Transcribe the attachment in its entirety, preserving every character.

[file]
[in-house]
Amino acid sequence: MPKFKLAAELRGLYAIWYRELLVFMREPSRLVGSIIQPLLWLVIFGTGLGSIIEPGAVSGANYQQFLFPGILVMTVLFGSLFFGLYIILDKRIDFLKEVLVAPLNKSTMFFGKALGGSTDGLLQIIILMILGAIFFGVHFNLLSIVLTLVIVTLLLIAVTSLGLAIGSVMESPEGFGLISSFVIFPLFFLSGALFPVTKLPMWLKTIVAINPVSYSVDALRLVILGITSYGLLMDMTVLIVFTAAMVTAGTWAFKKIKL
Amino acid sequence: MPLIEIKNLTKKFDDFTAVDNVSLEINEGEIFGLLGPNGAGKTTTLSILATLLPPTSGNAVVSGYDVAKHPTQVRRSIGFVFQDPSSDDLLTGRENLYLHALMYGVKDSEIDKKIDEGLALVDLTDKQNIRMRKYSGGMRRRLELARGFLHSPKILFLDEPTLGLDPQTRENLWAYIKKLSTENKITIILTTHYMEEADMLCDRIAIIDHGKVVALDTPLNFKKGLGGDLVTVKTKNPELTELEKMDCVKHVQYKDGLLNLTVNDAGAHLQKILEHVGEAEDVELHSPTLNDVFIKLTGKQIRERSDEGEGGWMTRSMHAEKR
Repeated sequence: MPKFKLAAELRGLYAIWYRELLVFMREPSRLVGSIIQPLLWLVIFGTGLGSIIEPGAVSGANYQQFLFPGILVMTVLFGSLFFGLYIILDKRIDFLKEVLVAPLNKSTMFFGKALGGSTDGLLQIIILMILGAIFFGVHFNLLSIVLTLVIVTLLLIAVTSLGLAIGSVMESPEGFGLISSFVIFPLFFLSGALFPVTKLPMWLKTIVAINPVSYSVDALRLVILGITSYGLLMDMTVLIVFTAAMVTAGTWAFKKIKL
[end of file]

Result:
[in-house]
Amino acid sequence: MPKFKLAAELRGLYAIWYRELLVFMREPSRLVGSIIQPLLWLVIFGTGLGSIIEPGAVSGANYQQFLFPGILVMTVLFGSLFFGLYIILDKRIDFLKEVLVAPLNKSTMFFGKALGGSTDGLLQIIILMILGAIFFGVHFNLLSIVLTLVIVTLLLIAVTSLGLAIGSVMESPEGFGLISSFVIFPLFFLSGALFPVTKLPMWLKTIVAINPVSYSVDALRLVILGITSYGLLMDMTVLIVFTAAMVTAGTWAFKKIKL
Amino acid sequence: MPLIEIKNLTKKFDDFTAVDNVSLEINEGEIFGLLGPNGAGKTTTLSILATLLPPTSGNAVVSGYDVAKHPTQVRRSIGFVFQDPSSDDLLTGRENLYLHALMYGVKDSEIDKKIDEGLALVDLTDKQNIRMRKYSGGMRRRLELARGFLHSPKILFLDEPTLGLDPQTRENLWAYIKKLSTENKITIILTTHYMEEADMLCDRIAIIDHGKVVALDTPLNFKKGLGGDLVTVKTKNPELTELEKMDCVKHVQYKDGLLNLTVNDAGAHLQKILEHVGEAEDVELHSPTLNDVFIKLTGKQIRERSDEGEGGWMTRSMHAEKR
Repeated sequence: MPKFKLAAELRGLYAIWYRELLVFMREPSRLVGSIIQPLLWLVIFGTGLGSIIEPGAVSGANYQQFLFPGILVMTVLFGSLFFGLYIILDKRIDFLKEVLVAPLNKSTMFFGKALGGSTDGLLQIIILMILGAIFFGVHFNLLSIVLTLVIVTLLLIAVTSLGLAIGSVMESPEGFGLISSFVIFPLFFLSGALFPVTKLPMWLKTIVAINPVSYSVDALRLVILGITSYGLLMDMTVLIVFTAAMVTAGTWAFKKIKL